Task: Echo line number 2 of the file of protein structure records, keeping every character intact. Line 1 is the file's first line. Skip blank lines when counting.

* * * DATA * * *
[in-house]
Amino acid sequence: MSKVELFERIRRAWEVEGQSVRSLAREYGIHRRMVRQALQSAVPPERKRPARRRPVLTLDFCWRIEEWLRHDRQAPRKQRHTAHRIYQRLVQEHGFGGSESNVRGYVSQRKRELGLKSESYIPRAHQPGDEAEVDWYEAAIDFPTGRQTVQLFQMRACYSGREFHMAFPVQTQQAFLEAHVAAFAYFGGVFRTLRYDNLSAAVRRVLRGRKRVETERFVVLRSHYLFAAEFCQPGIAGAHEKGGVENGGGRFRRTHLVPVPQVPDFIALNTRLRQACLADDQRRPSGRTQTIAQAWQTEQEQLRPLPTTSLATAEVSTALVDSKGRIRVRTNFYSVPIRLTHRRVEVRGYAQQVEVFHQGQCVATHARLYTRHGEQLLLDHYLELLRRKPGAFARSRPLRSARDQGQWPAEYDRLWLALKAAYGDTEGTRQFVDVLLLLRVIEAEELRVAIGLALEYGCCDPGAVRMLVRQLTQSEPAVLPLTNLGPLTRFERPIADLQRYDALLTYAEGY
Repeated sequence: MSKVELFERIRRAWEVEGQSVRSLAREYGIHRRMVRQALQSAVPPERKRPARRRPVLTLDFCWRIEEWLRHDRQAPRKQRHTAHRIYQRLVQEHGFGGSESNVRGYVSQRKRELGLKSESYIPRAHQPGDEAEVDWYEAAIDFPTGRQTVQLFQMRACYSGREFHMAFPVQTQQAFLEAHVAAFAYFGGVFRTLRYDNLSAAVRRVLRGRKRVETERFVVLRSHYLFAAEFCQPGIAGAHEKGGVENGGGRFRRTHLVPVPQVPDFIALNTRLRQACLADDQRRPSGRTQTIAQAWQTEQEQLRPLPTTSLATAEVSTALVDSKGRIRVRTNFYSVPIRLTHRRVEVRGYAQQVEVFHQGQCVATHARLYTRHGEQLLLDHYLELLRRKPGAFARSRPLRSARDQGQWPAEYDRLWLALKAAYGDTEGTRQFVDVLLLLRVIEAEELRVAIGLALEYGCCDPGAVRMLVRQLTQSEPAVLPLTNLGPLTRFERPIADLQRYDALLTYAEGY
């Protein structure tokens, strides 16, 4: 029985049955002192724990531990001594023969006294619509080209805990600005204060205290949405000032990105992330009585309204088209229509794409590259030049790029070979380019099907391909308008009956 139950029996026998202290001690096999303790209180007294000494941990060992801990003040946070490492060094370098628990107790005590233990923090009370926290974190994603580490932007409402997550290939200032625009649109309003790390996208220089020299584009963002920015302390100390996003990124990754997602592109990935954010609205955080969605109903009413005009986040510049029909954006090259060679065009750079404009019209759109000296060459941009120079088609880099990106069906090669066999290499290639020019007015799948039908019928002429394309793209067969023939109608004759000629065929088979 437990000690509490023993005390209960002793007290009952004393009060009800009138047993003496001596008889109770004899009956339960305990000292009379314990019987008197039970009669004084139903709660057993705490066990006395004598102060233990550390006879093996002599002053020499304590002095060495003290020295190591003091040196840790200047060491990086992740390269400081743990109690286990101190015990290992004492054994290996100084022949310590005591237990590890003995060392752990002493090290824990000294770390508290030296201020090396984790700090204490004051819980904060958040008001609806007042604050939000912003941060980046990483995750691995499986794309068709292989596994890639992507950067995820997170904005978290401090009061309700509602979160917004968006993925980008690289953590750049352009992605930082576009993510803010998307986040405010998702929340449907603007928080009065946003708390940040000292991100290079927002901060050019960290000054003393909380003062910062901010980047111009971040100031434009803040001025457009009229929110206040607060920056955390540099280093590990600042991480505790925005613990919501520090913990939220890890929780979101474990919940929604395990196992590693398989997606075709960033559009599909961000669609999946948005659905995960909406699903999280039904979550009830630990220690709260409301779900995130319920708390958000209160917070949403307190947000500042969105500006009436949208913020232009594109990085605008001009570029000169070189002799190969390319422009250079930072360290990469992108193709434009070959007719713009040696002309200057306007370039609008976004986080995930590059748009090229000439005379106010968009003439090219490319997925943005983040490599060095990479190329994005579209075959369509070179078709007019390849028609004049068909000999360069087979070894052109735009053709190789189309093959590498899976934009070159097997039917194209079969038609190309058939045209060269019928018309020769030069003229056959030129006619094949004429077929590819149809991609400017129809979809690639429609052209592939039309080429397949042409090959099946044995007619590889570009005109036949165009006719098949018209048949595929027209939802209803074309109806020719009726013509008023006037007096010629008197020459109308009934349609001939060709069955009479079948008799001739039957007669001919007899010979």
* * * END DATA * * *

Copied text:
Amino acid sequence: MSKVELFERIRRAWEVEGQSVRSLAREYGIHRRMVRQALQSAVPPERKRPARRRPVLTLDFCWRIEEWLRHDRQAPRKQRHTAHRIYQRLVQEHGFGGSESNVRGYVSQRKRELGLKSESYIPRAHQPGDEAEVDWYEAAIDFPTGRQTVQLFQMRACYSGREFHMAFPVQTQQAFLEAHVAAFAYFGGVFRTLRYDNLSAAVRRVLRGRKRVETERFVVLRSHYLFAAEFCQPGIAGAHEKGGVENGGGRFRRTHLVPVPQVPDFIALNTRLRQACLADDQRRPSGRTQTIAQAWQTEQEQLRPLPTTSLATAEVSTALVDSKGRIRVRTNFYSVPIRLTHRRVEVRGYAQQVEVFHQGQCVATHARLYTRHGEQLLLDHYLELLRRKPGAFARSRPLRSARDQGQWPAEYDRLWLALKAAYGDTEGTRQFVDVLLLLRVIEAEELRVAIGLALEYGCCDPGAVRMLVRQLTQSEPAVLPLTNLGPLTRFERPIADLQRYDALLTYAEGY